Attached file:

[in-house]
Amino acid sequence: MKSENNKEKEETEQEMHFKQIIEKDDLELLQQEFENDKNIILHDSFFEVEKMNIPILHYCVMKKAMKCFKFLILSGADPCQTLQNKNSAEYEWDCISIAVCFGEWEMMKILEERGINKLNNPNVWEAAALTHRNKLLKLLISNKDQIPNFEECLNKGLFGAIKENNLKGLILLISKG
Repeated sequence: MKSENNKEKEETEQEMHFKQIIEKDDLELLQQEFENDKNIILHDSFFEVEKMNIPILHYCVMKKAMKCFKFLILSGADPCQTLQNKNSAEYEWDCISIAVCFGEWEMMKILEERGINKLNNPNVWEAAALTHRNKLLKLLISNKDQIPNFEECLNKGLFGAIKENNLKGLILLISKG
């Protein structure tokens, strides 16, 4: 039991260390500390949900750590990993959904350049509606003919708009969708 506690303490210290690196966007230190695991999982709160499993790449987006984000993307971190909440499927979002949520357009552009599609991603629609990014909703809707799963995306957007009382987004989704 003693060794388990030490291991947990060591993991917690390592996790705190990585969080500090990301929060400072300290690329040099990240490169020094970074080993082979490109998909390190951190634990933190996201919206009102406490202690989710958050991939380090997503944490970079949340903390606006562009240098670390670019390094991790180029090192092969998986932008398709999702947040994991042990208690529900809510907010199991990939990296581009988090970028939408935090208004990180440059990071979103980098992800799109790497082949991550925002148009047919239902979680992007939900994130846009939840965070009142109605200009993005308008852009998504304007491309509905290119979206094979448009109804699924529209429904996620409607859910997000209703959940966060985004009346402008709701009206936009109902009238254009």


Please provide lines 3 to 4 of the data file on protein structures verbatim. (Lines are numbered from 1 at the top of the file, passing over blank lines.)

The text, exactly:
Repeated sequence: MKSENNKEKEETEQEMHFKQIIEKDDLELLQQEFENDKNIILHDSFFEVEKMNIPILHYCVMKKAMKCFKFLILSGADPCQTLQNKNSAEYEWDCISIAVCFGEWEMMKILEERGINKLNNPNVWEAAALTHRNKLLKLLISNKDQIPNFEECLNKGLFGAIKENNLKGLILLISKG
């Protein structure tokens, strides 16, 4: 039991260390500390949900750590990993959904350049509606003919708009969708 506690303490210290690196966007230190695991999982709160499993790449987006984000993307971190909440499927979002949520357009552009599609991603629609990014909703809707799963995306957007009382987004989704 003693060794388990030490291991947990060591993991917690390592996790705190990585969080500090990301929060400072300290690329040099990240490169020094970074080993082979490109998909390190951190634990933190996201919206009102406490202690989710958050991939380090997503944490970079949340903390606006562009240098670390670019390094991790180029090192092969998986932008398709999702947040994991042990208690529900809510907010199991990939990296581009988090970028939408935090208004990180440059990071979103980098992800799109790497082949991550925002148009047919239902979680992007939900994130846009939840965070009142109605200009993005308008852009998504304007491309509905290119979206094979448009109804699924529209429904996620409607859910997000209703959940966060985004009346402008709701009206936009109902009238254009």